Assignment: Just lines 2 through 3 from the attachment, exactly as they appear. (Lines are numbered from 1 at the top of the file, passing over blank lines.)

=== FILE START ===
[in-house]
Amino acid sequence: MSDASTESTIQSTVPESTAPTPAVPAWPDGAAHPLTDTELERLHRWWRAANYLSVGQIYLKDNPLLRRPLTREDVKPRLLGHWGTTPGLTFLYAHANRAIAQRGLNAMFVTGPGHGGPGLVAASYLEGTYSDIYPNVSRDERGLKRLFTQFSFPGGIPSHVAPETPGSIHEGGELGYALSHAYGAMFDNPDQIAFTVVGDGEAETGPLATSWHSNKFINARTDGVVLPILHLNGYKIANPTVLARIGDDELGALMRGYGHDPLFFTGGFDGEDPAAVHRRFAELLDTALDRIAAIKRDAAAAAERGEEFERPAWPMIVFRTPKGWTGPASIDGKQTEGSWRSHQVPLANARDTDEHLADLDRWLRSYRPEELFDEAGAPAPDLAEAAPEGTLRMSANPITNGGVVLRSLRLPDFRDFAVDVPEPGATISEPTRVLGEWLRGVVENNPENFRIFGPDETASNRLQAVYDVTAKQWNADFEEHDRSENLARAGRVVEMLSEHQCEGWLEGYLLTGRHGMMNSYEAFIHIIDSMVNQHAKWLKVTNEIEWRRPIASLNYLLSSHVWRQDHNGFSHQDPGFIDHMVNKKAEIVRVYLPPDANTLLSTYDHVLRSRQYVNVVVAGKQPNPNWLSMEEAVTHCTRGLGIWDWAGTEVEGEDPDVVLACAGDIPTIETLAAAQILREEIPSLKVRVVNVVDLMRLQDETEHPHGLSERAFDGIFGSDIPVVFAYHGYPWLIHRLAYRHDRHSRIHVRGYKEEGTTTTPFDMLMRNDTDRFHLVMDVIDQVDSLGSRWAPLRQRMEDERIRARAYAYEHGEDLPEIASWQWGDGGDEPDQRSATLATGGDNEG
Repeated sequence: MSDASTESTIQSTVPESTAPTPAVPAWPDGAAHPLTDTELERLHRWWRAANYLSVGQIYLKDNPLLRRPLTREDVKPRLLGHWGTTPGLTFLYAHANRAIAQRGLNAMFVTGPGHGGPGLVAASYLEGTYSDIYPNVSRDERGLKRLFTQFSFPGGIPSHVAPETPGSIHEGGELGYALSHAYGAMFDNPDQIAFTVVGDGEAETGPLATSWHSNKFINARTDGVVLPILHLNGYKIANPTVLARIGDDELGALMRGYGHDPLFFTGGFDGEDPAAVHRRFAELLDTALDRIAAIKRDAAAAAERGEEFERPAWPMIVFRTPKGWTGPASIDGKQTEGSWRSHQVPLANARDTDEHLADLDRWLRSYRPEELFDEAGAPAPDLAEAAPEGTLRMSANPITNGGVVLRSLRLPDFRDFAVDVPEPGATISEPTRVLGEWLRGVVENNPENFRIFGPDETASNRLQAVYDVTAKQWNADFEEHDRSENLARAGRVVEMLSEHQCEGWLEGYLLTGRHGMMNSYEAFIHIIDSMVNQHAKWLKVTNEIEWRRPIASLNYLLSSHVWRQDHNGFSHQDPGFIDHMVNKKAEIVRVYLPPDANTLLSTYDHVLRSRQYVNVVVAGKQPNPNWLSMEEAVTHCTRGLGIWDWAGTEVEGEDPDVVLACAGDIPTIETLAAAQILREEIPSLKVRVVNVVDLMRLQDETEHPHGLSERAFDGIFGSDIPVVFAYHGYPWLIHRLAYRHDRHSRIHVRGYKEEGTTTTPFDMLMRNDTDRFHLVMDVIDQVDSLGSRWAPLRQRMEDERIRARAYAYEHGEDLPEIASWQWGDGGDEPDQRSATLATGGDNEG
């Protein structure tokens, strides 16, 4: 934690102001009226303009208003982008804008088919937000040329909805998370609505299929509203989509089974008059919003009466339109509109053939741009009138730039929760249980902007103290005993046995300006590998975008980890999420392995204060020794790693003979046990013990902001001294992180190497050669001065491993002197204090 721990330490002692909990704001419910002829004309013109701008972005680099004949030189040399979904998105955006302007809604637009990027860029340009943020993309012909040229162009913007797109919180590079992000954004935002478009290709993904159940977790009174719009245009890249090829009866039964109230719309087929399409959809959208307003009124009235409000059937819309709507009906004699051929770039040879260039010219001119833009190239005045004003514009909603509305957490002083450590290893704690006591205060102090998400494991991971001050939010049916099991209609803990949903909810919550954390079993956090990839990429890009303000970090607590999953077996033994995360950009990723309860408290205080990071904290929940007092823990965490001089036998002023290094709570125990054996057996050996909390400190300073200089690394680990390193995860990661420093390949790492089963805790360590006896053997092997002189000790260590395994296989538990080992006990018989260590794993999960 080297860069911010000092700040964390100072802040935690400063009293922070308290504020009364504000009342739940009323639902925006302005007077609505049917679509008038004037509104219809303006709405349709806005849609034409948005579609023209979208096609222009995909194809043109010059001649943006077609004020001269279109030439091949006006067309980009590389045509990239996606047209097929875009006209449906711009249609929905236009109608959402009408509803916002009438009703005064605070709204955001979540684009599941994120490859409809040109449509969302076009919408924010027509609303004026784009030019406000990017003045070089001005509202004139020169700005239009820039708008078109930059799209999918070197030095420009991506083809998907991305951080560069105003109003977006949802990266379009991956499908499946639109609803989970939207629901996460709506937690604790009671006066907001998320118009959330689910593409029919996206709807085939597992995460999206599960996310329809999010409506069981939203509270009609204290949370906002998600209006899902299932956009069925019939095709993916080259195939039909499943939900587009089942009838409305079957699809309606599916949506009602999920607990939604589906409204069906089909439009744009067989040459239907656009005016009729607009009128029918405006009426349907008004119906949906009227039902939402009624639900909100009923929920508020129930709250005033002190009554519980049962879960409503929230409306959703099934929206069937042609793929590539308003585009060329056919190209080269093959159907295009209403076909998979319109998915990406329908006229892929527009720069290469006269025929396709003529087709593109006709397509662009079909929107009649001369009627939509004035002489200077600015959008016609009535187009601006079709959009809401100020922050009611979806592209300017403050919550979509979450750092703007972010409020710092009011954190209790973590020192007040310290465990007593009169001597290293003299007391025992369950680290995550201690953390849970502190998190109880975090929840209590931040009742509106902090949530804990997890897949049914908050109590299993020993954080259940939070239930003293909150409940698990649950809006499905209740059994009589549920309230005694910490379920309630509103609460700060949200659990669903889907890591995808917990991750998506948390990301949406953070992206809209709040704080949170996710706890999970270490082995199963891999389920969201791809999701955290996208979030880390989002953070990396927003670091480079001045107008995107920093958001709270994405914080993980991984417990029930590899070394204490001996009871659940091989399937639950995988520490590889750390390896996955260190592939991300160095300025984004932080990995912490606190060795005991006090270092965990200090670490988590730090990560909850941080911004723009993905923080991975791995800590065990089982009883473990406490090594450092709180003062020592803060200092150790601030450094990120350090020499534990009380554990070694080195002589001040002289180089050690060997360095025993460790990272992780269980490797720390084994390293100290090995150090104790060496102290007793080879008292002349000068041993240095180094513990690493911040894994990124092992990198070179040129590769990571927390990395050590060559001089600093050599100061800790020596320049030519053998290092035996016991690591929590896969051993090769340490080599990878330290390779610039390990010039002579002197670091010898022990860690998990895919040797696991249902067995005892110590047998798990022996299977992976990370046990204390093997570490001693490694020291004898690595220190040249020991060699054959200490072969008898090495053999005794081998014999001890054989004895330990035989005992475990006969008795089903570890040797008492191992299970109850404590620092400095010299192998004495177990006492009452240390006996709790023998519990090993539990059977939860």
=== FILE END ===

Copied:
Amino acid sequence: MSDASTESTIQSTVPESTAPTPAVPAWPDGAAHPLTDTELERLHRWWRAANYLSVGQIYLKDNPLLRRPLTREDVKPRLLGHWGTTPGLTFLYAHANRAIAQRGLNAMFVTGPGHGGPGLVAASYLEGTYSDIYPNVSRDERGLKRLFTQFSFPGGIPSHVAPETPGSIHEGGELGYALSHAYGAMFDNPDQIAFTVVGDGEAETGPLATSWHSNKFINARTDGVVLPILHLNGYKIANPTVLARIGDDELGALMRGYGHDPLFFTGGFDGEDPAAVHRRFAELLDTALDRIAAIKRDAAAAAERGEEFERPAWPMIVFRTPKGWTGPASIDGKQTEGSWRSHQVPLANARDTDEHLADLDRWLRSYRPEELFDEAGAPAPDLAEAAPEGTLRMSANPITNGGVVLRSLRLPDFRDFAVDVPEPGATISEPTRVLGEWLRGVVENNPENFRIFGPDETASNRLQAVYDVTAKQWNADFEEHDRSENLARAGRVVEMLSEHQCEGWLEGYLLTGRHGMMNSYEAFIHIIDSMVNQHAKWLKVTNEIEWRRPIASLNYLLSSHVWRQDHNGFSHQDPGFIDHMVNKKAEIVRVYLPPDANTLLSTYDHVLRSRQYVNVVVAGKQPNPNWLSMEEAVTHCTRGLGIWDWAGTEVEGEDPDVVLACAGDIPTIETLAAAQILREEIPSLKVRVVNVVDLMRLQDETEHPHGLSERAFDGIFGSDIPVVFAYHGYPWLIHRLAYRHDRHSRIHVRGYKEEGTTTTPFDMLMRNDTDRFHLVMDVIDQVDSLGSRWAPLRQRMEDERIRARAYAYEHGEDLPEIASWQWGDGGDEPDQRSATLATGGDNEG
Repeated sequence: MSDASTESTIQSTVPESTAPTPAVPAWPDGAAHPLTDTELERLHRWWRAANYLSVGQIYLKDNPLLRRPLTREDVKPRLLGHWGTTPGLTFLYAHANRAIAQRGLNAMFVTGPGHGGPGLVAASYLEGTYSDIYPNVSRDERGLKRLFTQFSFPGGIPSHVAPETPGSIHEGGELGYALSHAYGAMFDNPDQIAFTVVGDGEAETGPLATSWHSNKFINARTDGVVLPILHLNGYKIANPTVLARIGDDELGALMRGYGHDPLFFTGGFDGEDPAAVHRRFAELLDTALDRIAAIKRDAAAAAERGEEFERPAWPMIVFRTPKGWTGPASIDGKQTEGSWRSHQVPLANARDTDEHLADLDRWLRSYRPEELFDEAGAPAPDLAEAAPEGTLRMSANPITNGGVVLRSLRLPDFRDFAVDVPEPGATISEPTRVLGEWLRGVVENNPENFRIFGPDETASNRLQAVYDVTAKQWNADFEEHDRSENLARAGRVVEMLSEHQCEGWLEGYLLTGRHGMMNSYEAFIHIIDSMVNQHAKWLKVTNEIEWRRPIASLNYLLSSHVWRQDHNGFSHQDPGFIDHMVNKKAEIVRVYLPPDANTLLSTYDHVLRSRQYVNVVVAGKQPNPNWLSMEEAVTHCTRGLGIWDWAGTEVEGEDPDVVLACAGDIPTIETLAAAQILREEIPSLKVRVVNVVDLMRLQDETEHPHGLSERAFDGIFGSDIPVVFAYHGYPWLIHRLAYRHDRHSRIHVRGYKEEGTTTTPFDMLMRNDTDRFHLVMDVIDQVDSLGSRWAPLRQRMEDERIRARAYAYEHGEDLPEIASWQWGDGGDEPDQRSATLATGGDNEG